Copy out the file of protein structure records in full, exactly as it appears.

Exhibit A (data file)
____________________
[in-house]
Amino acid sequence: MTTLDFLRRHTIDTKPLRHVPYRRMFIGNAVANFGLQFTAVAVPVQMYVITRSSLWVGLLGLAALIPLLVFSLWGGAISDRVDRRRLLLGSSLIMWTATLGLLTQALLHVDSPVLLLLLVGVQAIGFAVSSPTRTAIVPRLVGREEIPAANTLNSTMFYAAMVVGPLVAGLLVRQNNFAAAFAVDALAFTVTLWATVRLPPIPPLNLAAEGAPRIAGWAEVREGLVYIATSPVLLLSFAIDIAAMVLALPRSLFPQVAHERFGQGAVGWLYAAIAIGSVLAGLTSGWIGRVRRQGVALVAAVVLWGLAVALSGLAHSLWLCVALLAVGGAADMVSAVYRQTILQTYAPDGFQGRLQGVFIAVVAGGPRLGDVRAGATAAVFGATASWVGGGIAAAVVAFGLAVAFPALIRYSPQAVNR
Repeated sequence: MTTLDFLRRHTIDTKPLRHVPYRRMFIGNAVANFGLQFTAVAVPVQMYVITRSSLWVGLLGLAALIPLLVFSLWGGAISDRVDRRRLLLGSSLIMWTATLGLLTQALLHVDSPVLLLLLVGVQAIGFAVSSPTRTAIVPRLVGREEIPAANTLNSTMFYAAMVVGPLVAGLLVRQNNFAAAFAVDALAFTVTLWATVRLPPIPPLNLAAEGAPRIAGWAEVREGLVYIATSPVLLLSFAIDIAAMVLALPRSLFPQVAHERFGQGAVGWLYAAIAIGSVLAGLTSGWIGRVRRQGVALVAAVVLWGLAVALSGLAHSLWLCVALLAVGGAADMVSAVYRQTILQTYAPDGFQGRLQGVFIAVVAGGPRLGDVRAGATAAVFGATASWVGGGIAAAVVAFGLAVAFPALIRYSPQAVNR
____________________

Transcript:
[in-house]
Amino acid sequence: MTTLDFLRRHTIDTKPLRHVPYRRMFIGNAVANFGLQFTAVAVPVQMYVITRSSLWVGLLGLAALIPLLVFSLWGGAISDRVDRRRLLLGSSLIMWTATLGLLTQALLHVDSPVLLLLLVGVQAIGFAVSSPTRTAIVPRLVGREEIPAANTLNSTMFYAAMVVGPLVAGLLVRQNNFAAAFAVDALAFTVTLWATVRLPPIPPLNLAAEGAPRIAGWAEVREGLVYIATSPVLLLSFAIDIAAMVLALPRSLFPQVAHERFGQGAVGWLYAAIAIGSVLAGLTSGWIGRVRRQGVALVAAVVLWGLAVALSGLAHSLWLCVALLAVGGAADMVSAVYRQTILQTYAPDGFQGRLQGVFIAVVAGGPRLGDVRAGATAAVFGATASWVGGGIAAAVVAFGLAVAFPALIRYSPQAVNR
Repeated sequence: MTTLDFLRRHTIDTKPLRHVPYRRMFIGNAVANFGLQFTAVAVPVQMYVITRSSLWVGLLGLAALIPLLVFSLWGGAISDRVDRRRLLLGSSLIMWTATLGLLTQALLHVDSPVLLLLLVGVQAIGFAVSSPTRTAIVPRLVGREEIPAANTLNSTMFYAAMVVGPLVAGLLVRQNNFAAAFAVDALAFTVTLWATVRLPPIPPLNLAAEGAPRIAGWAEVREGLVYIATSPVLLLSFAIDIAAMVLALPRSLFPQVAHERFGQGAVGWLYAAIAIGSVLAGLTSGWIGRVRRQGVALVAAVVLWGLAVALSGLAHSLWLCVALLAVGGAADMVSAVYRQTILQTYAPDGFQGRLQGVFIAVVAGGPRLGDVRAGATAAVFGATASWVGGGIAAAVVAFGLAVAFPALIRYSPQAVNR